3. Thanks to Stephan Oehler for this contribution by email

    An important step in successfully adopting the federal and european broadbandstrategies was the implementation of the so called broadband initiative of lower saxony and a boradband competence center (Breitband Kompetenz Zentrum Niedersachsen – b|z|n ) concentrating knowledge and resources in this field and assisting the pupblic sector in improving and implementing broadband networks.

    As an example of funding the implementation of NGA networks according to EU competition regulations and the NGA guidelines by state aids we would like to mention the region of Rotenburg (Rotenburg an der Wümme).
    The region Rotenburg / Landkreis Rotenburg/Wuemme with its 57 communities got a notification from the commission for its braodband measure.

    The notified measure aims at closing the digital gap between rural and other adequately supplied areas and enabling access to very high speed internet throughout the Landkreis Rotenburg, which is characterised by a lot of rural areas. Knowing this it was clear that despite great efforts on regulatory and information measures, it is not possible to achieve – in particular for rural areas – the objective of the wide availability of
    high speed internet provision without State aid, as no infrastructure investment took or is going to take place within the near future.

    The Rotenburg measure aims at the implementation of an NGA network.
    An NGA network is defined as a network which is able to achieve a minimum of 40 MBit/s download speed. However, for budgetary constraint reasons, the authorities introduced a threshold of 30 MBit/s download speed. This means that in areas where networks of a minimum of 30 MBit/s are available or will be available within the next three years on commercial terms, no support will be granted to upgrade them to 40 MBit/s download speeds.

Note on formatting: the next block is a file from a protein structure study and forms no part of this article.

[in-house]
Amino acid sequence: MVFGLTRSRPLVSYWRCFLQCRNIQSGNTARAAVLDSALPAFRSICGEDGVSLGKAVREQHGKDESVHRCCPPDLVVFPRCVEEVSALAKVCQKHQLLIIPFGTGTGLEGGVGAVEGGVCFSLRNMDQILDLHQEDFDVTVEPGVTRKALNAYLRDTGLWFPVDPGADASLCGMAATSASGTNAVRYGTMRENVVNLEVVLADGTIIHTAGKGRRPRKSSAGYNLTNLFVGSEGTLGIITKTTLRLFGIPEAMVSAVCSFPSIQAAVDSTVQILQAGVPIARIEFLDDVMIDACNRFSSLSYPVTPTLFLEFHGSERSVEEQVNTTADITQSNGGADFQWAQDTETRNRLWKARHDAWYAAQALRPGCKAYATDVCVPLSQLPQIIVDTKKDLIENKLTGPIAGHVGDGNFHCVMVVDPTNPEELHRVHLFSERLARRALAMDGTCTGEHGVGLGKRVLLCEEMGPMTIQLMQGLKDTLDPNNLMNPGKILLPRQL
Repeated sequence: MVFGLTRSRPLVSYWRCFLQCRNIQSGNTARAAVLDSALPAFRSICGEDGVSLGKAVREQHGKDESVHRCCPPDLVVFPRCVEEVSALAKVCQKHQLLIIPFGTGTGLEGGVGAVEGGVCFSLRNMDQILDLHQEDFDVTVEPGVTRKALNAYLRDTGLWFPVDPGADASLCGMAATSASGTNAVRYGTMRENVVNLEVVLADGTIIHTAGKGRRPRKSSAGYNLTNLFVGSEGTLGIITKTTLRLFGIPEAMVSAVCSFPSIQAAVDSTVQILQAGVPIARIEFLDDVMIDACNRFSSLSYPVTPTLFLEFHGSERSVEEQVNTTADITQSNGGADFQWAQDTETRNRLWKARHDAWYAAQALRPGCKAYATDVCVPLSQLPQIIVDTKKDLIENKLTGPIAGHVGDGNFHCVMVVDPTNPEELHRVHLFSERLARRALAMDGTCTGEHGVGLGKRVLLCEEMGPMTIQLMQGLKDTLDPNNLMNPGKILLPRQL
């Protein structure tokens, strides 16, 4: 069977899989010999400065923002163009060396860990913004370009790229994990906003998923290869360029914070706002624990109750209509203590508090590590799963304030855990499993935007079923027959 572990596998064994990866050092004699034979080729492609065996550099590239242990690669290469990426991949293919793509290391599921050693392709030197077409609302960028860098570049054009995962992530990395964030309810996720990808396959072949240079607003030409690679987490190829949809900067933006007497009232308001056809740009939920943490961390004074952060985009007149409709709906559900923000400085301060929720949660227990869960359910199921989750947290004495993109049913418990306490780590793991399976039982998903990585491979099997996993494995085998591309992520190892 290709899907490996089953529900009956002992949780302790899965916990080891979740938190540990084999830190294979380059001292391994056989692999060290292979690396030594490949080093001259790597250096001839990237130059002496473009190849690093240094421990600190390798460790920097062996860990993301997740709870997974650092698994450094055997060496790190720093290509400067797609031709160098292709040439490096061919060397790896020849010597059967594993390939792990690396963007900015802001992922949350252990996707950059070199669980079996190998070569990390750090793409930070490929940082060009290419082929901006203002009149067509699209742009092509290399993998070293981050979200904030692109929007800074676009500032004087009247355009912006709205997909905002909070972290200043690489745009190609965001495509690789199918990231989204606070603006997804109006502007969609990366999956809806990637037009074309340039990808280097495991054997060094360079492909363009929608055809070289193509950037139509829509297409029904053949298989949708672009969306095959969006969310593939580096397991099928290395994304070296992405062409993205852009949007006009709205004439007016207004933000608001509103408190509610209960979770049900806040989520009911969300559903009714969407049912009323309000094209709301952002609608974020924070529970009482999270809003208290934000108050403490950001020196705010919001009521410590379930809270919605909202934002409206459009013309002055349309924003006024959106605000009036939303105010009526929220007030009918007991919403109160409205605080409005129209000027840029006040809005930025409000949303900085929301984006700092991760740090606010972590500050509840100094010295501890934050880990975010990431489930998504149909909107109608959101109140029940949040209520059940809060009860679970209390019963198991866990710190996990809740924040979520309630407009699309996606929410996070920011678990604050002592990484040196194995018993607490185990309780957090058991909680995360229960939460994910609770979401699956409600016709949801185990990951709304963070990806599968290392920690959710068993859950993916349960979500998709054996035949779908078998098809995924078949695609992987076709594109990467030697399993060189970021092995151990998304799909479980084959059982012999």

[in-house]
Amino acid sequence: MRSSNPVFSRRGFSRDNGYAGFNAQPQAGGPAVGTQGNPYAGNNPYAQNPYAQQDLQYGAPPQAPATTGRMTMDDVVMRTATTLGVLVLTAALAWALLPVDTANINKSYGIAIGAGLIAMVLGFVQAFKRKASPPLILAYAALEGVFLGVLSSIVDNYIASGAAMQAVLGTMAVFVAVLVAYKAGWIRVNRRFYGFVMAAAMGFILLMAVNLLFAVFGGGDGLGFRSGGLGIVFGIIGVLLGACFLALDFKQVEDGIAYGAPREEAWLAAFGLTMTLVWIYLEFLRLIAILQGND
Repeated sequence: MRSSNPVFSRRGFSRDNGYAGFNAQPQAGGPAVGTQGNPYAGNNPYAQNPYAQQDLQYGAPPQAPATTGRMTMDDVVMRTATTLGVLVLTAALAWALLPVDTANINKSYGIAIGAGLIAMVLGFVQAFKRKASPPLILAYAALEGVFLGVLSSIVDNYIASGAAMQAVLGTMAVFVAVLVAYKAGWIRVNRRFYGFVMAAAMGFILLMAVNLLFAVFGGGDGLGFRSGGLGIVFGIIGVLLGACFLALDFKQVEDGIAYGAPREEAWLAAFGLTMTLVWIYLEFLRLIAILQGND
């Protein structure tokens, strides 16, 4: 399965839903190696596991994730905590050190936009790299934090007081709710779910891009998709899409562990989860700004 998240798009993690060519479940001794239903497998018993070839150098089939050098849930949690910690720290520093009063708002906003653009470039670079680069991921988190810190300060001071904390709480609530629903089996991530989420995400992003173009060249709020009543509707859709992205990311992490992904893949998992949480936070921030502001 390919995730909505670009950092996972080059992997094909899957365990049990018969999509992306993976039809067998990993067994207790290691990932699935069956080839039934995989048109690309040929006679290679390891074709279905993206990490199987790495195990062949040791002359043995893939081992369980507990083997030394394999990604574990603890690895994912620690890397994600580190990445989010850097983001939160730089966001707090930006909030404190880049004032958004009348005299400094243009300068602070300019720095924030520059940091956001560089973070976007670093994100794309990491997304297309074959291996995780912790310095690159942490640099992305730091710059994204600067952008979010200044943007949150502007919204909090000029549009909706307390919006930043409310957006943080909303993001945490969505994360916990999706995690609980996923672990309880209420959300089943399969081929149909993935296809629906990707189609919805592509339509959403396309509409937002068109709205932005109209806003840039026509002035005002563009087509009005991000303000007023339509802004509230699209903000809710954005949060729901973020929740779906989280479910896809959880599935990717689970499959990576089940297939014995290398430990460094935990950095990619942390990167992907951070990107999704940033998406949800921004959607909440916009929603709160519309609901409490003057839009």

As a result oft he region’s notified programme the investment in NGA infrastructure will be supported. The support can cover the backhaul part of the network and the last mile. The backhaul (regional) network is to be understood as the connection from the nearest suitable access possibility to the area which should receive broadband coverage as well as the distribution within that area via main distribution frames and other distribution points, e.g access points such as street cabinets and wireless base stations . Backbone infrastructures will not be supported.

    The state aid will grant only the profitability gap oft he provider construckting the network after being chosen in an open tender. This profitability gap is defined as the delta between the discounted investment costs and discounted revenue oft he project.

    During all stages of this project there was a very close cooperation of all local stakeholders involved in it with the Breitband Kompetenz Zentrum (b|z|n).

    We hope to have contributed to your request.
    We are looking very much forward to the upcomong conference in Brussels where our general manager Mr. Peer Beyersdorff will be glad to meet you.

    Kind regards

    Stephan Oehler
    Breitband Kompetenz Zentrum Niedersachsen
    Sachsenring 11
    27711 Osterholz-Scharmbeck

    T 04795 – 957 1154
    F 04795 – 957 4048
    M 01577 – 270 26 47

    oehler [at]breitband-niedersachsen.de

  4. Thanks for this posted 31/5 over on EBPII from Tom Jones

    Two models are limited. Public sector ownership, so competition with private sector entities may be disjointed. A better role for the public sector and grant sources is already in the private sector dbo.

    Using other models, by definition includes everything, so needs refining. The options are investment vehicles. As the next step, they need refining with socio-economic business returns over time to indicate their viability to assess options for investment vehicles in different settings.

  5. Dear David,

    As referring to your discussion with Nima Azarmgin from SES, please find below the summary of our service solution for closing the digital gap.

    Kind Regards,

    Noemi Bencz
    Marketing Coordinator

    Astra Broadband Services S.A.
    Château de Betzdorf
    L-6815, Luxembourg
    Tel.: +352-710 725 639
    Fax.: +352-710 725 621
    Mobile: +352-621 312 498


    24 May 2011, Brussels – During the “Satellite day” organized by the German Association of Telecommunications and Value-Added Service Providers (VATM) in the Representation of the State of North Rhine-Westphalia to the European Union, we presented SES Astra’s DSLAM solution.

    SES Astra’s satellite-based broadband service ASTRA2Connect, the largest European satellite-based broadband network, offers for households as well as for small and medium-sized businesses in regions without broadband connection a low-cost and immediate solution to close the white spots.

    The ASTRA2Connect service is independent from any terrestrial networks and is immediately available anywhere within the footprint of our satellites, with a pan-European coverage over Europe.
    We are able to provide broadband for households with download speeds of up to 6 Mbit/s.